What's Actually in the Movies? (for a GURPS RPG)

GZK8000 said:

If only the EU authors could write stories set in OT-only parallel universes…

Well, you can always do it yourself. The main problem is that you can’t sell it.
However: since most places/things/people are never named or explained in the OT you could easily write and sell books about the OT with the serial numbers filed off - use the script names like ‘Laser Sword’, change a couple of terms (Jedi, the Force) and don’t refer to named characters (or change their names) and there’s basically nothing in Star Wars you can’t use/base your stories off of. Most of it is pretty generic Flash Gordon/Knights and Princesses fiction, so there’s essentially no way they can prove you’re copying them if you don’t use specific trademarked names.

Darth Vader is halfway a Doctor Doom knockoff, the ‘Empire’ is the most generic and un-trademarkable word for a government in history, ‘Senate’ and ‘Republic’ likewise. There’s not a whole lot original in Star Wars, and if you ignore the toys/EU/Pre/Sequels there’s even less that can possibly be nailed down as IP infringement. In fact I am sure there are some published sci-fi novels that are ‘Star Wars with Serial Numbers Filed Off, Author’s Personal Canon Edition’.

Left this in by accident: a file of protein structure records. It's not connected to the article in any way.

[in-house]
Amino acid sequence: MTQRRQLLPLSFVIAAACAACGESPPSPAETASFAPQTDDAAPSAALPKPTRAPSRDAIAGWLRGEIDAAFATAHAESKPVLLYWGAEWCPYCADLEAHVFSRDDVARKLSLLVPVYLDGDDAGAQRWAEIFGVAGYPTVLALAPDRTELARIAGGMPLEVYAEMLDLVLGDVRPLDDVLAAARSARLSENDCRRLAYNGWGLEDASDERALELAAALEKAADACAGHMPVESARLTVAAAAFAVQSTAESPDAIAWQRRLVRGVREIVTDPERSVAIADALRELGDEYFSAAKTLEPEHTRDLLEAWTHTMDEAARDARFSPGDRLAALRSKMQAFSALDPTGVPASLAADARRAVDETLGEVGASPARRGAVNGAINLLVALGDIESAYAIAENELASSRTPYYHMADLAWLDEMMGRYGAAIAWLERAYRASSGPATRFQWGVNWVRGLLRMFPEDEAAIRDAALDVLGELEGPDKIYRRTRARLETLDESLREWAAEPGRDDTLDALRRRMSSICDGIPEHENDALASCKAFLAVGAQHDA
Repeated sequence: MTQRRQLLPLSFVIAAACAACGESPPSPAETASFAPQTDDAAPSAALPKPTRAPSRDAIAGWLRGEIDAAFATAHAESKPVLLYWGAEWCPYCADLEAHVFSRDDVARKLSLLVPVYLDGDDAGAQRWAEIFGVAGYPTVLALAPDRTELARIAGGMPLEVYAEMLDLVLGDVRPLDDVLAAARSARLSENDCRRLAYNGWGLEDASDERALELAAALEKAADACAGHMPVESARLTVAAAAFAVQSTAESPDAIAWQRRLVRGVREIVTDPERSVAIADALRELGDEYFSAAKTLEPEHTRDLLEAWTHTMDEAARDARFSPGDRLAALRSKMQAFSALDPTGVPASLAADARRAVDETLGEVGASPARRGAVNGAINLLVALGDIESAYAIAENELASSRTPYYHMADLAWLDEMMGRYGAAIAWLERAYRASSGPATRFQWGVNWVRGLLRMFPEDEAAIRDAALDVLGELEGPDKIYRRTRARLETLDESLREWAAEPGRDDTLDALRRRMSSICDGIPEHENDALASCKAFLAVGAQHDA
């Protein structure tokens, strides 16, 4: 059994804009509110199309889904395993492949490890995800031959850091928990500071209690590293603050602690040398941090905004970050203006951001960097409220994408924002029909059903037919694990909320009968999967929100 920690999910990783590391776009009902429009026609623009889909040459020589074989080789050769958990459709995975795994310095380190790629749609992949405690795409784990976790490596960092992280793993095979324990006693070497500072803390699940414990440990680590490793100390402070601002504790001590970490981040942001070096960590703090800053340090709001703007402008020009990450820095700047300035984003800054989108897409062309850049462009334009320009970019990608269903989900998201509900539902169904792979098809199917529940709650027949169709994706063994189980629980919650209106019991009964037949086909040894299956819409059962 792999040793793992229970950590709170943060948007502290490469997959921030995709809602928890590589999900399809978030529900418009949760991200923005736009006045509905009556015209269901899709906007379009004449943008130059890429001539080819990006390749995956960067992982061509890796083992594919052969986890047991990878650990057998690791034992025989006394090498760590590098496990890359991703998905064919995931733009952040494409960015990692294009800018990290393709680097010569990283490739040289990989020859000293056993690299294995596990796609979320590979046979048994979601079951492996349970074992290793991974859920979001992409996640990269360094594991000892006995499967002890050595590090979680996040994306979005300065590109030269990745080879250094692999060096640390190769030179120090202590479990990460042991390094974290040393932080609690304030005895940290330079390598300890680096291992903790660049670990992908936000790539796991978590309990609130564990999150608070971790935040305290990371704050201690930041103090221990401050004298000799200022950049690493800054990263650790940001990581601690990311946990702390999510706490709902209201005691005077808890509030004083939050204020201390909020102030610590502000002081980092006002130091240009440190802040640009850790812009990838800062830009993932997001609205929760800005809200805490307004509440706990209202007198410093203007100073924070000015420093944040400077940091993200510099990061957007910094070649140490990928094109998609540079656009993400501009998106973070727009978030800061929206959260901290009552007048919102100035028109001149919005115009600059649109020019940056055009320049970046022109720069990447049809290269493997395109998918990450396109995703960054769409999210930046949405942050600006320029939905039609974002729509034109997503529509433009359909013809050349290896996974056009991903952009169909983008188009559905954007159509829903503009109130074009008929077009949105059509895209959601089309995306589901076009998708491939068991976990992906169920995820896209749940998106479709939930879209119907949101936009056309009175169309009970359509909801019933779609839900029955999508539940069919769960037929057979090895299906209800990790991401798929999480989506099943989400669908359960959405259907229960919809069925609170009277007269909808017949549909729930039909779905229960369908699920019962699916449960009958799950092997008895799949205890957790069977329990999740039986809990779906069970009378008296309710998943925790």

The Stellar Strife, where the remnants of a feudal republic attempt to revive the vision of a free society against the galaxy spanning empire that has replaced them and ignite a civil war.

Rebels can’t be TM’d, you can say ‘alliance of rebels’ or ‘insurrection movement’ instead of Rebel Alliance and there’s no way to prove you’re using Star Wars as a basis, etc.